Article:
In the graph above we can see that death rate is declining for nonrural counties and the Atlanta counties of Fulton and DeKalb. Meanwhile, things are sort of steady for Atlanta suburb counties. But what’s interesting, and tragic, is that the death rate continues to climb for rural counties. The 7-day death rate in rural Georgia is 156% higher than the current death rate in Atlanta.
There’s growing concern over the COVID-19 variants from the United Kingdom and from South Africa. These variants, or mutants, are the result of the naturally occurring, random mutations that occur in the viral genetic material every time it replicates. It replicates when it is transmitted to a new person. So the fact that we have uncontrolled disease in this state and country makes it more likely that mutations happen. A lot of the times, these mutations are silent - meaning that they don’t really change the shape or function of any of the viral proteins. But, on occasion, the mutations have a meaningful impact. The UK variant appears to be more transmissible, meaning that a person can infect more people than if they were infected with the main COVID-19 strain we’ve been focused on (also known as the wild type). So far, it doesn’t appear to not be covered by the vaccine or by the monoclonal antibody treatments we have. However, there is evidence to suggest that the variant coming from South Africa is different enough that it can escape the immunity provided by monoclonal antibodies (these are pre-made antibodies that can be used early in infection as a treatment). We don’t yet know what this means for the immunity provided by the vaccine. But what both variants tell us is that we need to do more to limit transmission through coordinated government interventions and by accelerating the pace of vaccinations. We also need the federal and state government to do more to detect these mutants as they’re occurring. Other nations are far more aggressive in performing genomic surveillance of these viral variants. But the US has lagged behind. Yesterday, Dr. Toomey indicated that they only screen a small subset of the samples they receive for these genetic variants. And you can’t find something if you’re not looking for it.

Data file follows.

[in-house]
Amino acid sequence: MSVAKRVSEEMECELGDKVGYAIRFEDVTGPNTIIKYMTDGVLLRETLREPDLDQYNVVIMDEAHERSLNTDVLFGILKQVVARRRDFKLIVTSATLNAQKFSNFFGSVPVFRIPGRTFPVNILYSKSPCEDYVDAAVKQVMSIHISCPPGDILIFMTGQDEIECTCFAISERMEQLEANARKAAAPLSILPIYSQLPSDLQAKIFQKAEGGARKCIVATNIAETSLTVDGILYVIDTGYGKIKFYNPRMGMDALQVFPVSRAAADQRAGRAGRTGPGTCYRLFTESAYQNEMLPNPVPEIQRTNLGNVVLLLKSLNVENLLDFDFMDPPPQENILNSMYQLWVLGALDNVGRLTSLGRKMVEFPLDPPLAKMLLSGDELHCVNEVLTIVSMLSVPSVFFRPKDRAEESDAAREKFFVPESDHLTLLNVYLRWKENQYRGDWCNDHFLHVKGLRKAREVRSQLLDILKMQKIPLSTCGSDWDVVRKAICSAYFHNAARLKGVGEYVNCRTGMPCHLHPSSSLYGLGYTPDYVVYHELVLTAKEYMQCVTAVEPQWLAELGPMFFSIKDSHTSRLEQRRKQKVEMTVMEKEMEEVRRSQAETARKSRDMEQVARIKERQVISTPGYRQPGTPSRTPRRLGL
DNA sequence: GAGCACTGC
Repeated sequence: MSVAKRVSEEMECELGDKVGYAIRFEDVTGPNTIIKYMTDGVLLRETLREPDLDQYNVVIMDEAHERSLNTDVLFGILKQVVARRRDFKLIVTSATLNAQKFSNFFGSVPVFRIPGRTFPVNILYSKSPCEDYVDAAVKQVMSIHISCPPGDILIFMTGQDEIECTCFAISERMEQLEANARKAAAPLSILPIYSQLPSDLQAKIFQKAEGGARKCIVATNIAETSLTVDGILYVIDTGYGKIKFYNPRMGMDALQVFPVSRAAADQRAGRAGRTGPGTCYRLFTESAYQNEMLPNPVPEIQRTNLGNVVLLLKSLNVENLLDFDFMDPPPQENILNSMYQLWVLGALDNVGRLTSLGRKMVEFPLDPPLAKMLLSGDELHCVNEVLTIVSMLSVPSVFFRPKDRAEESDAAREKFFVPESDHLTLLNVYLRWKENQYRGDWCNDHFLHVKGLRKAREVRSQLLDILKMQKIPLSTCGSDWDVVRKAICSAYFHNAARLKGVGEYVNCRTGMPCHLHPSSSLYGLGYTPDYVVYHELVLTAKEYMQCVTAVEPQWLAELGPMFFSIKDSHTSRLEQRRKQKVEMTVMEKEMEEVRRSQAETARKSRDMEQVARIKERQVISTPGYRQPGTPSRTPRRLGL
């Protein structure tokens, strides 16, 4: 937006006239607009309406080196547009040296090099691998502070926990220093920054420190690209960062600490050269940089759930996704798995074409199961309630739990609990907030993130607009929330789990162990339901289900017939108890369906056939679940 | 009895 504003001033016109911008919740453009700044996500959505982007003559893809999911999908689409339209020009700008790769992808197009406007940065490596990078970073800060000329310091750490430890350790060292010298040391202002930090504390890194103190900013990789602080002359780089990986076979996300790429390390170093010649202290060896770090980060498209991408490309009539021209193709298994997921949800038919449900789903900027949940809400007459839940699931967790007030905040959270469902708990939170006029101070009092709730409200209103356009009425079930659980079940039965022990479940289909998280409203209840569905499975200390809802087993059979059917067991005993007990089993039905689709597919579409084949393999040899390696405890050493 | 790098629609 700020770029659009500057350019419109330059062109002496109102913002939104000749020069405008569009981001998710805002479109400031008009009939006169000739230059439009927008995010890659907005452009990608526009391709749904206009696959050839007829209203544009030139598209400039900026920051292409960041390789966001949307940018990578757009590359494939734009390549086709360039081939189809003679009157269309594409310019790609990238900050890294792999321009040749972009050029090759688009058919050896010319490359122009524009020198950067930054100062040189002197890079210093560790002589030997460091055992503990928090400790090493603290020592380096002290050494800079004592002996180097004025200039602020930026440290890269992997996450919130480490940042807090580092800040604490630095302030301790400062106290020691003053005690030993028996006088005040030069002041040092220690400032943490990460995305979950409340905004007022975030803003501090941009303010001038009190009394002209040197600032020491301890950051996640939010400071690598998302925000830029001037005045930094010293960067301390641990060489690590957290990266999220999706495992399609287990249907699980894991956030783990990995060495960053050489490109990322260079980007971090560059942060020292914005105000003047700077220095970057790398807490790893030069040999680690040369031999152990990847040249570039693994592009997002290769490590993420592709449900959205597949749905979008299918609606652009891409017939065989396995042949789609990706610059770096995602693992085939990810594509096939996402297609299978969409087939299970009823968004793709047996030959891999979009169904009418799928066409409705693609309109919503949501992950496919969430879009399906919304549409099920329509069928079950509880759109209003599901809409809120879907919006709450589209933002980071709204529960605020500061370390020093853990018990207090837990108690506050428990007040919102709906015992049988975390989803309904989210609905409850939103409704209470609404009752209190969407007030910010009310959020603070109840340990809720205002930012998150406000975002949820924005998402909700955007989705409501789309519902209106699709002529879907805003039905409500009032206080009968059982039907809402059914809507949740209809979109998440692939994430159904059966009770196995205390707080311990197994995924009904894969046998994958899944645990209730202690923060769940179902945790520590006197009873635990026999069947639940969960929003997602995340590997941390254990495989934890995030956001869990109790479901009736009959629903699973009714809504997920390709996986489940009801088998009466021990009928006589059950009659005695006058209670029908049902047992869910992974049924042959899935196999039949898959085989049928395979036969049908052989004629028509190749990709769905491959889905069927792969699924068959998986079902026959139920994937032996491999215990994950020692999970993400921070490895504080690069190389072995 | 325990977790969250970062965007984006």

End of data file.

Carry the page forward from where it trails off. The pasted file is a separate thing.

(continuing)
The good news is that we can limit the spread of these variants by limiting the transmission of COVID-19 overall and that will also limit the generation of additional variants. There is some concern that we may need better masks to protect us against the UK variant. I will add a personal note here to say that I have begun double masking in light of the UK variant, even though none have been detected in my local area. Knowing that our genomic surveillance is so poor in this country and how many variant cases have been identified in multiple states without history of recent travel, I assume it is already here. But considering how many people aren’t wearing masks at all (or improperly), getting people to wear any mask will be an important improvement at this point.
So please continue to keep up the good work of preventing disease transmission. I know this is tiresome and frustrating. But I appreciate your efforts nonetheless.
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My Ph.D. is in Medical Microbiology and Immunology. I've worked at places like Creighton University, the Centers for Disease Control & Prevention and Mercer University School of Medicine. All thoughts are my professional opinion and should not be considered medical advice.